Branded lunch box fillers – be aware!

There are so many branded products for your child’s lunch box that are easily accessible in supermarkets and usually heavily branded with cartoon characters, rewards and prizes to make them as attractive as possible to children.

Unfortunately many of these are highly processed, containing limited nutrients, high levels of sugar and/or salt as well as artificial preservatives, colourings and sweeteners. These are best avoided.

Equipment tips

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Most children’s lunch boxes are insulated but think about adding in a little freezer pouch to keep the food nice and fresh. Remember, lunch boxes are usually stacked in the classroom until lunchtime and are not kept in the fridge.

In the cold season, some children love having a hot lunch.  A little flask can be great for packing soups, stews and casseroles for a warming, comforting lunch.

Bento lunch boxes are also easy to come by and can provide a perfect way to box up an appetizing and healthy lunch.

Metal water bottle – with concerns over BPA leaking into our foods and water from plastic bottles and boxes, you may want to opt for a metal water bottle or a BPA free plastic bottle that you can get from most retailers

How to combat uneaten lunch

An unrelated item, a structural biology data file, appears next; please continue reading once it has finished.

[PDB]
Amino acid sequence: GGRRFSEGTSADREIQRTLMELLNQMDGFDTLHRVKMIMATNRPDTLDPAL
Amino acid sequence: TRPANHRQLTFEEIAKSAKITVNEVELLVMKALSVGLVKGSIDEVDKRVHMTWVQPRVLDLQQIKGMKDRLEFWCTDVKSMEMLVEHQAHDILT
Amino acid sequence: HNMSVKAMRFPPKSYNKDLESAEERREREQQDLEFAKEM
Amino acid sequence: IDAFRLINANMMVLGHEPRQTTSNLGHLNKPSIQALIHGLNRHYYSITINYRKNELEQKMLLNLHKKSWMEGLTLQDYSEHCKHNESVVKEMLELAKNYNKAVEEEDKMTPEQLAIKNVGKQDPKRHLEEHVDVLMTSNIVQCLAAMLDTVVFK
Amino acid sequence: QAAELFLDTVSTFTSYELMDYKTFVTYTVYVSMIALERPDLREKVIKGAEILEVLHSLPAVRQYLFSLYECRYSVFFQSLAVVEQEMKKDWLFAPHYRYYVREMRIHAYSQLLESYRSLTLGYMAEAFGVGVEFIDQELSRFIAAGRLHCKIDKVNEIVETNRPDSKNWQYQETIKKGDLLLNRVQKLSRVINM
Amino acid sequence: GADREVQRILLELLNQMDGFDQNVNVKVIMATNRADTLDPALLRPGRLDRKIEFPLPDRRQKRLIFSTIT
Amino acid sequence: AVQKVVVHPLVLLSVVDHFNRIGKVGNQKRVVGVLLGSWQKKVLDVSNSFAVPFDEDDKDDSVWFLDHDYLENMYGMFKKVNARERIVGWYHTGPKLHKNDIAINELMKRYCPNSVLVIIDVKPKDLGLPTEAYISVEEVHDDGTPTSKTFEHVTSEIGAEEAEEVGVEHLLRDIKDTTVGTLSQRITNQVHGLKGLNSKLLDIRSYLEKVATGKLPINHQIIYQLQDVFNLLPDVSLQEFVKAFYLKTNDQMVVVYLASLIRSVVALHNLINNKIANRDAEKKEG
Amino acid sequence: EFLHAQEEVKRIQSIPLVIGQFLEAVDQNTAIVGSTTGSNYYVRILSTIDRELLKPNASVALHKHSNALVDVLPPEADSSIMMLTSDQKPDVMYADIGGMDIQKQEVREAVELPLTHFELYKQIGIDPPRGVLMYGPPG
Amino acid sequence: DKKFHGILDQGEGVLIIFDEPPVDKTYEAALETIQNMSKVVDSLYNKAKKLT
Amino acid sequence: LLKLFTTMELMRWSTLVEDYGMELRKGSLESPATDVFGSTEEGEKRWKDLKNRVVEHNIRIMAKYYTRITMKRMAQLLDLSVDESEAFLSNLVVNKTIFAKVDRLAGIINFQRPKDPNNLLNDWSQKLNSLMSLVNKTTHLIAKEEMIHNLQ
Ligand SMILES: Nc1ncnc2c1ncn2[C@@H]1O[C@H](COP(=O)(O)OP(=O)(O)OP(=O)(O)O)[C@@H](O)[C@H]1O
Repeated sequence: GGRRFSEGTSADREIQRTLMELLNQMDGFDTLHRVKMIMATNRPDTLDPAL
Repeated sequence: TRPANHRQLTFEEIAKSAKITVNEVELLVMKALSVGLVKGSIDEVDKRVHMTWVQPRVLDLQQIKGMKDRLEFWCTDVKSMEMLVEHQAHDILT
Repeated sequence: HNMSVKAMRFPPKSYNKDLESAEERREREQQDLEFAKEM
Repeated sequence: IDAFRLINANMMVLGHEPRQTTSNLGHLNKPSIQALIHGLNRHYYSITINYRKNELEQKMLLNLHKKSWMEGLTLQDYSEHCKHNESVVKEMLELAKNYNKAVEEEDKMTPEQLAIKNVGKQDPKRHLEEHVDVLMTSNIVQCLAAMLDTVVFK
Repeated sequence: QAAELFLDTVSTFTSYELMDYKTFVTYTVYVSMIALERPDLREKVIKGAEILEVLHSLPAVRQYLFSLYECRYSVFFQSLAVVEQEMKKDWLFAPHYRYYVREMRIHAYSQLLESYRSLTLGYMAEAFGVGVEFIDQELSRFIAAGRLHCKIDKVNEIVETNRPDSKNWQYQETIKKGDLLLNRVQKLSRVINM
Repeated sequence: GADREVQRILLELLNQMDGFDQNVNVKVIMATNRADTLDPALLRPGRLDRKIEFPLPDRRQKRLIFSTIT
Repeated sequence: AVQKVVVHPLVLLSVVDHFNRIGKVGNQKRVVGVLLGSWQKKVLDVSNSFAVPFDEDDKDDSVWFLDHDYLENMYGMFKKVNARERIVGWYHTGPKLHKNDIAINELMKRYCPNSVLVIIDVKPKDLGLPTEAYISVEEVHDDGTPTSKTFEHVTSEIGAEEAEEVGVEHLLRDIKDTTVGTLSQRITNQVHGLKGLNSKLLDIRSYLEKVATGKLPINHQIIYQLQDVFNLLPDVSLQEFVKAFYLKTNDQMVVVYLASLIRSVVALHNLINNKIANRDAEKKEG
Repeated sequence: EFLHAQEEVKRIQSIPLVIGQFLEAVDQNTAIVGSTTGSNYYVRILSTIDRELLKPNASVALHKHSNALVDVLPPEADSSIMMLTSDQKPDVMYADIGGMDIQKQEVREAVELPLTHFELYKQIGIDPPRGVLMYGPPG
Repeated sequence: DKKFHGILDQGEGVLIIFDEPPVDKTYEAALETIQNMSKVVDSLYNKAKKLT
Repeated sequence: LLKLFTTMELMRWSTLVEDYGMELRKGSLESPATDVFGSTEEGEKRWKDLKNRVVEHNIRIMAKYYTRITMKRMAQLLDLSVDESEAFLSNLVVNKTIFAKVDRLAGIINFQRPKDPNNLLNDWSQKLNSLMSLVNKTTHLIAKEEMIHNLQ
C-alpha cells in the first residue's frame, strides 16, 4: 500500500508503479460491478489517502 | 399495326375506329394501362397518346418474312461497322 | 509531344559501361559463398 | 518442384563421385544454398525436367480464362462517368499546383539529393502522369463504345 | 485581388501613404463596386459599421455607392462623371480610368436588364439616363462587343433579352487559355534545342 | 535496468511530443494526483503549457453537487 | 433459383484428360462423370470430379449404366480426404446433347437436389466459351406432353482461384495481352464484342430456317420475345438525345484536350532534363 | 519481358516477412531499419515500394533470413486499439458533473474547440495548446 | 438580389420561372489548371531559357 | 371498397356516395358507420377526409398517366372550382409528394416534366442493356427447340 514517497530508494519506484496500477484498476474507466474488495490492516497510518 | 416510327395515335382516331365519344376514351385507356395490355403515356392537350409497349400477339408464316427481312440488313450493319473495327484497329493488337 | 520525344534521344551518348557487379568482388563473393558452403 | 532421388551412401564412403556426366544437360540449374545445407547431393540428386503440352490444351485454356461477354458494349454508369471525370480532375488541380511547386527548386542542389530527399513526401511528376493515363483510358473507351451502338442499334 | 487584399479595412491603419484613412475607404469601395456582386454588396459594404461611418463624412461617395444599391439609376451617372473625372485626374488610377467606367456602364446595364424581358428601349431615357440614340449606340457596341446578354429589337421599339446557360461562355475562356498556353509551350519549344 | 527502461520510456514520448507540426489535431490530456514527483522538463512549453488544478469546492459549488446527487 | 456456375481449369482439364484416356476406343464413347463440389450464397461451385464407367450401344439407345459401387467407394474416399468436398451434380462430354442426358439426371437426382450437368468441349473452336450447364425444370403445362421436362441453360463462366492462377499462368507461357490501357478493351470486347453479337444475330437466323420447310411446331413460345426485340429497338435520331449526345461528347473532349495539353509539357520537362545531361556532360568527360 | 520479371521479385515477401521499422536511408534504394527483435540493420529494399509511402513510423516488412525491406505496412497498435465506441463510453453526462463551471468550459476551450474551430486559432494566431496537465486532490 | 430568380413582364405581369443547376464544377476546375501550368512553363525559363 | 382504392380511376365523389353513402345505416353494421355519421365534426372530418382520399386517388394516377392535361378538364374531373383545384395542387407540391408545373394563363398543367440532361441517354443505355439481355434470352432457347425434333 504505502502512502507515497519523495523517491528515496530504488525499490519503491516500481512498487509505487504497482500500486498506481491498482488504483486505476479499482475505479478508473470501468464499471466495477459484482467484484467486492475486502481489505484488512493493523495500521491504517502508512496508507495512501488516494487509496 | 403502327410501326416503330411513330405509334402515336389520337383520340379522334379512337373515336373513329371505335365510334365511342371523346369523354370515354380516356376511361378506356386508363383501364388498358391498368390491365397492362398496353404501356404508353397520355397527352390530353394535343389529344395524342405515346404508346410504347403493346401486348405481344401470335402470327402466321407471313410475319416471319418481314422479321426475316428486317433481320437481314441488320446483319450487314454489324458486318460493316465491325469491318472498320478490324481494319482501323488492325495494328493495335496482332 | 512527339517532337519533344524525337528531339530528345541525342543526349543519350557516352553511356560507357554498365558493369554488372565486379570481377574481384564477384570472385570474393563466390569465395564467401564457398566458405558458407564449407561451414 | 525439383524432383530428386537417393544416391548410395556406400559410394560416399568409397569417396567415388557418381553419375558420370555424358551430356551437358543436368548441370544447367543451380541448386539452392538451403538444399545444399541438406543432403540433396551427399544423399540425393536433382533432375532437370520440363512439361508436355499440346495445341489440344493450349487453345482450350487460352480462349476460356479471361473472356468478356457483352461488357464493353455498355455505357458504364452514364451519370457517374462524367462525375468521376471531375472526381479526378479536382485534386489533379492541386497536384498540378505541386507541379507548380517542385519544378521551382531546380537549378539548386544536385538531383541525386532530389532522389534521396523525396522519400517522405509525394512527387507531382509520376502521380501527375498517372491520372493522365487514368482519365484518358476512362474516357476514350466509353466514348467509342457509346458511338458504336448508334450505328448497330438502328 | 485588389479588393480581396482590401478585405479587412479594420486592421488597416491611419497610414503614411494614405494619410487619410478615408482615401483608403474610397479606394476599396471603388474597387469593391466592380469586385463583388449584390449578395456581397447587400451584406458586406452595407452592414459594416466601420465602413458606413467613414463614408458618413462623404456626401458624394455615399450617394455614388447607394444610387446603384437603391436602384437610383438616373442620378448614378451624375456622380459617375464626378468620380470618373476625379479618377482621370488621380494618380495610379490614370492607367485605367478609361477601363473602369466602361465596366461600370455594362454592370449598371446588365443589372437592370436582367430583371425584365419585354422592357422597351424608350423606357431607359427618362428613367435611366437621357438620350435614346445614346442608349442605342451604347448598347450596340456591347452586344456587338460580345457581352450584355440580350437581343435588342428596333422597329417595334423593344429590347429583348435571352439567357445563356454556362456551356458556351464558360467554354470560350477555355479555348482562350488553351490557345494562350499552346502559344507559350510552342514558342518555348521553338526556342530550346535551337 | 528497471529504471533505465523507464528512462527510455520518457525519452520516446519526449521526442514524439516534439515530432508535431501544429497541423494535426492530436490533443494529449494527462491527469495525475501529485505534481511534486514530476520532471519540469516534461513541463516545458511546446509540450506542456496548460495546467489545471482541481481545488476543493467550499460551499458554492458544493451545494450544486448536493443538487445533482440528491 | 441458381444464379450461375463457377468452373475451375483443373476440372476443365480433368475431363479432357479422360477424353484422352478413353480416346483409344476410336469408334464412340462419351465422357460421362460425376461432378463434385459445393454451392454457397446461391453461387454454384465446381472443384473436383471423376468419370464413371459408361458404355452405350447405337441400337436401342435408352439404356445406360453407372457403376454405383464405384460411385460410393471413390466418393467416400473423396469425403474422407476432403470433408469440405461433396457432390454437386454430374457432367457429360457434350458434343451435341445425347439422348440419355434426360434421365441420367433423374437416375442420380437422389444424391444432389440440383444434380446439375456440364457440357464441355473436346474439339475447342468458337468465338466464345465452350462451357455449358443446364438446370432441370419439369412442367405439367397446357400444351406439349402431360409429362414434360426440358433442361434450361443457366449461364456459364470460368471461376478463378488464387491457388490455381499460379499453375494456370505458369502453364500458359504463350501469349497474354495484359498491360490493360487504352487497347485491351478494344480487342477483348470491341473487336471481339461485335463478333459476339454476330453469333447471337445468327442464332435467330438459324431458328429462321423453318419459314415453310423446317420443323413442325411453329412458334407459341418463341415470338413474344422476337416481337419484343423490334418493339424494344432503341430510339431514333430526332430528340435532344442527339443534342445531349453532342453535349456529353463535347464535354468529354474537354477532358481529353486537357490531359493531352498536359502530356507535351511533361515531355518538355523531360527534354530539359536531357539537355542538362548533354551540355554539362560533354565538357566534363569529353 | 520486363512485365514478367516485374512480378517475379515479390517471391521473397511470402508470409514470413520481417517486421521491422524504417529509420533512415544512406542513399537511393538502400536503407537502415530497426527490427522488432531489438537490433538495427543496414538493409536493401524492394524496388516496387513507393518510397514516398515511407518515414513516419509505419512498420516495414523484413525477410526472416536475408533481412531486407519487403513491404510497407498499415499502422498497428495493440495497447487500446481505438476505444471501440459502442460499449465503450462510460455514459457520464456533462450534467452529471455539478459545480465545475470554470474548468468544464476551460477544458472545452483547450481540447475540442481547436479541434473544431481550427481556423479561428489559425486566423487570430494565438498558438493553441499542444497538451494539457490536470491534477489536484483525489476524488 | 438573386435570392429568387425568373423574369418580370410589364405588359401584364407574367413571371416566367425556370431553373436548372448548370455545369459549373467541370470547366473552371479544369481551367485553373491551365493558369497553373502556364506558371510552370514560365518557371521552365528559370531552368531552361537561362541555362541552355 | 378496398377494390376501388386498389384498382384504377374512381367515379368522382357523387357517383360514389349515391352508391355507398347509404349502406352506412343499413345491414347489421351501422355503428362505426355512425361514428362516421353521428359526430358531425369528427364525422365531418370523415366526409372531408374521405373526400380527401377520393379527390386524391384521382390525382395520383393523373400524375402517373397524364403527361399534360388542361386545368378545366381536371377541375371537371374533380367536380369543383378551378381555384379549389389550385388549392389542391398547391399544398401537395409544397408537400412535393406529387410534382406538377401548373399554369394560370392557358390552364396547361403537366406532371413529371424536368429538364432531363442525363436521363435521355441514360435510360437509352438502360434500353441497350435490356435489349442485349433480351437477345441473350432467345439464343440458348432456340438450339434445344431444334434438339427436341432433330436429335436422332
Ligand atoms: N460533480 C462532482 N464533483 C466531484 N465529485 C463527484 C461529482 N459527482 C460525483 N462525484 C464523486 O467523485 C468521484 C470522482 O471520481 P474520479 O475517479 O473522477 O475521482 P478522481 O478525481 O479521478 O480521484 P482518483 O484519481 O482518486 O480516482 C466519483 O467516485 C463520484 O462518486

If your child’s lunch is regularly coming home uneaten, talk to them to find out the reason for this and work with your child to find a suitable solution. Some reasons can include:

  • Too big a snack in the morning, or snack is too close to lunch time
  • They don’t like where they are eating (in some schools children with packed lunches sit apart from those on school dinners)
  • They go straight out to be with their friends
  • They don’t like the food in their packed lunch
  • Other children are commenting on the contents of their lunch box or the lunch box itself
  • Child wants branded, packaged foods to fit in with their peers.

Healthy recipes for snack


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  • 2 cups white flour
  • 1 tablespoon baking powder
  • 1/2 teaspoon salt
  • 2 tablespoons sugar
  • 1 egg, slightly beaten
  • 1 cup milk
  • 1/4 cup melted butter